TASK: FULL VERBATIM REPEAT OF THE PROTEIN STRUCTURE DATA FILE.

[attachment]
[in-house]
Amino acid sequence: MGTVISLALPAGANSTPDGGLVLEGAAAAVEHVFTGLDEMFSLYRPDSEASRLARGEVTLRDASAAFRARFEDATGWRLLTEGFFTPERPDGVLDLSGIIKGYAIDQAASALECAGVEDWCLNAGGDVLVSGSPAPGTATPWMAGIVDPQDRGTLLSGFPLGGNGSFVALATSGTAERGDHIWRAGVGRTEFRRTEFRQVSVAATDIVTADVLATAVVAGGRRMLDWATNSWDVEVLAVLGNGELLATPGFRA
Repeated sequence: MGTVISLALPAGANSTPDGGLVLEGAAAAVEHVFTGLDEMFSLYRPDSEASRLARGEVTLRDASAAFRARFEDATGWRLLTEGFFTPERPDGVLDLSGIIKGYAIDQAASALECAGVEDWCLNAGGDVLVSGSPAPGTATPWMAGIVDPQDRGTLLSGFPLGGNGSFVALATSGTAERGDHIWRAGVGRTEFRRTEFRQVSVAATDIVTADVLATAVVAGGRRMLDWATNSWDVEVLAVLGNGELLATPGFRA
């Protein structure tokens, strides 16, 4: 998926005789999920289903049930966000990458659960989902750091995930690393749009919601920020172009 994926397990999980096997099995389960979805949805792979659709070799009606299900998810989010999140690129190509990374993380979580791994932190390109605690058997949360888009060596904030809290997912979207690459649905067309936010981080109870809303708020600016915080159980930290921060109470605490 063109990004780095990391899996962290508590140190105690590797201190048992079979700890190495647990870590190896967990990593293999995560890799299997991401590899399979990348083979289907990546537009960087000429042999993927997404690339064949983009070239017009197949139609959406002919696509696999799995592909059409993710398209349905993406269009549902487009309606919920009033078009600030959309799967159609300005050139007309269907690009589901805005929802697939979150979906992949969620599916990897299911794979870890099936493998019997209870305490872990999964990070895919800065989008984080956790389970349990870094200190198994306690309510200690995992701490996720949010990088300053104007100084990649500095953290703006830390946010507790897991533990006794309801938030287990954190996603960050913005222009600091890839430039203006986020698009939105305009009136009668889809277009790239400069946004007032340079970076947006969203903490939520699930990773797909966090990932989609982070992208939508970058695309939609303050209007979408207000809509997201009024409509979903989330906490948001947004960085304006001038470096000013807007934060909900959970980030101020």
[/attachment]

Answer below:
[in-house]
Amino acid sequence: MGTVISLALPAGANSTPDGGLVLEGAAAAVEHVFTGLDEMFSLYRPDSEASRLARGEVTLRDASAAFRARFEDATGWRLLTEGFFTPERPDGVLDLSGIIKGYAIDQAASALECAGVEDWCLNAGGDVLVSGSPAPGTATPWMAGIVDPQDRGTLLSGFPLGGNGSFVALATSGTAERGDHIWRAGVGRTEFRRTEFRQVSVAATDIVTADVLATAVVAGGRRMLDWATNSWDVEVLAVLGNGELLATPGFRA
Repeated sequence: MGTVISLALPAGANSTPDGGLVLEGAAAAVEHVFTGLDEMFSLYRPDSEASRLARGEVTLRDASAAFRARFEDATGWRLLTEGFFTPERPDGVLDLSGIIKGYAIDQAASALECAGVEDWCLNAGGDVLVSGSPAPGTATPWMAGIVDPQDRGTLLSGFPLGGNGSFVALATSGTAERGDHIWRAGVGRTEFRRTEFRQVSVAATDIVTADVLATAVVAGGRRMLDWATNSWDVEVLAVLGNGELLATPGFRA
């Protein structure tokens, strides 16, 4: 998926005789999920289903049930966000990458659960989902750091995930690393749009919601920020172009 994926397990999980096997099995389960979805949805792979659709070799009606299900998810989010999140690129190509990374993380979580791994932190390109605690058997949360888009060596904030809290997912979207690459649905067309936010981080109870809303708020600016915080159980930290921060109470605490 063109990004780095990391899996962290508590140190105690590797201190048992079979700890190495647990870590190896967990990593293999995560890799299997991401590899399979990348083979289907990546537009960087000429042999993927997404690339064949983009070239017009197949139609959406002919696509696999799995592909059409993710398209349905993406269009549902487009309606919920009033078009600030959309799967159609300005050139007309269907690009589901805005929802697939979150979906992949969620599916990897299911794979870890099936493998019997209870305490872990999964990070895919800065989008984080956790389970349990870094200190198994306690309510200690995992701490996720949010990088300053104007100084990649500095953290703006830390946010507790897991533990006794309801938030287990954190996603960050913005222009600091890839430039203006986020698009939105305009009136009668889809277009790239400069946004007032340079970076947006969203903490939520699930990773797909966090990932989609982070992208939508970058695309939609303050209007979408207000809509997201009024409509979903989330906490948001947004960085304006001038470096000013807007934060909900959970980030101020």